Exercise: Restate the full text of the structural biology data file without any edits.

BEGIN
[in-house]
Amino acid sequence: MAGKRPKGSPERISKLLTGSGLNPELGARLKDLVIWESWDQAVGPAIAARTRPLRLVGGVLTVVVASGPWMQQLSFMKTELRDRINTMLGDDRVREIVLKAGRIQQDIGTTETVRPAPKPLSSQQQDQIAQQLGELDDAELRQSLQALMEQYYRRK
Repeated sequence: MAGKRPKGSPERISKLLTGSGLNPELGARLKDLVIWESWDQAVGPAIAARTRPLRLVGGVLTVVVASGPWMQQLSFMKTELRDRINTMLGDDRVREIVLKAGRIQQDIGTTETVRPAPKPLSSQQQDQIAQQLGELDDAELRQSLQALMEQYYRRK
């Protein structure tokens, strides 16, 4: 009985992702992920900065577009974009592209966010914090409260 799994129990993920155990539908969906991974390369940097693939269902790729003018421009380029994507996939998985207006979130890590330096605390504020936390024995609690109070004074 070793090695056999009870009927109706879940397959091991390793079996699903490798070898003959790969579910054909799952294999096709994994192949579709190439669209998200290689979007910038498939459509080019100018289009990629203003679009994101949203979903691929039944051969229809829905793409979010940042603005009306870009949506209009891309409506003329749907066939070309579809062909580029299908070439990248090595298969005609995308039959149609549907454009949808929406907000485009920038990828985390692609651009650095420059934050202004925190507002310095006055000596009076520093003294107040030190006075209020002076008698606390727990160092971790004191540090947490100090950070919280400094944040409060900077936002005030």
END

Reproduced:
[in-house]
Amino acid sequence: MAGKRPKGSPERISKLLTGSGLNPELGARLKDLVIWESWDQAVGPAIAARTRPLRLVGGVLTVVVASGPWMQQLSFMKTELRDRINTMLGDDRVREIVLKAGRIQQDIGTTETVRPAPKPLSSQQQDQIAQQLGELDDAELRQSLQALMEQYYRRK
Repeated sequence: MAGKRPKGSPERISKLLTGSGLNPELGARLKDLVIWESWDQAVGPAIAARTRPLRLVGGVLTVVVASGPWMQQLSFMKTELRDRINTMLGDDRVREIVLKAGRIQQDIGTTETVRPAPKPLSSQQQDQIAQQLGELDDAELRQSLQALMEQYYRRK
């Protein structure tokens, strides 16, 4: 009985992702992920900065577009974009592209966010914090409260 799994129990993920155990539908969906991974390369940097693939269902790729003018421009380029994507996939998985207006979130890590330096605390504020936390024995609690109070004074 070793090695056999009870009927109706879940397959091991390793079996699903490798070898003959790969579910054909799952294999096709994994192949579709190439669209998200290689979007910038498939459509080019100018289009990629203003679009994101949203979903691929039944051969229809829905793409979010940042603005009306870009949506209009891309409506003329749907066939070309579809062909580029299908070439990248090595298969005609995308039959149609549907454009949808929406907000485009920038990828985390692609651009650095420059934050202004925190507002310095006055000596009076520093003294107040030190006075209020002076008698606390727990160092971790004191540090947490100090950070919280400094944040409060900077936002005030």